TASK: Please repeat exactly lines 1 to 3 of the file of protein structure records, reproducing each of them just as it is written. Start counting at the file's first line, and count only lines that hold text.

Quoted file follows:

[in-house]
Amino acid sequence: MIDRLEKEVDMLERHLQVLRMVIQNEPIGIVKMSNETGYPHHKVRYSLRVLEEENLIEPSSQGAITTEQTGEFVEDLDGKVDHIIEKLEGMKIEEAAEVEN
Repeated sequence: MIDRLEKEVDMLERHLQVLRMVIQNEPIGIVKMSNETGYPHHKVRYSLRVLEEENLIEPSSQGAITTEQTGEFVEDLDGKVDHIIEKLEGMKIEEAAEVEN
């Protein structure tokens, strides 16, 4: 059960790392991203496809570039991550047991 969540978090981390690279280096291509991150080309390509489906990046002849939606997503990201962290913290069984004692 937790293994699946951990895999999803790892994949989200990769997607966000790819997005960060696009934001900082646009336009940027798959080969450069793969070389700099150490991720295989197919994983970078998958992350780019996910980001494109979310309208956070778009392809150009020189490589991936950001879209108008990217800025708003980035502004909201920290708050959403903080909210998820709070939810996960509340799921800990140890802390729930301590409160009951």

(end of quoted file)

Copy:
[in-house]
Amino acid sequence: MIDRLEKEVDMLERHLQVLRMVIQNEPIGIVKMSNETGYPHHKVRYSLRVLEEENLIEPSSQGAITTEQTGEFVEDLDGKVDHIIEKLEGMKIEEAAEVEN
Repeated sequence: MIDRLEKEVDMLERHLQVLRMVIQNEPIGIVKMSNETGYPHHKVRYSLRVLEEENLIEPSSQGAITTEQTGEFVEDLDGKVDHIIEKLEGMKIEEAAEVEN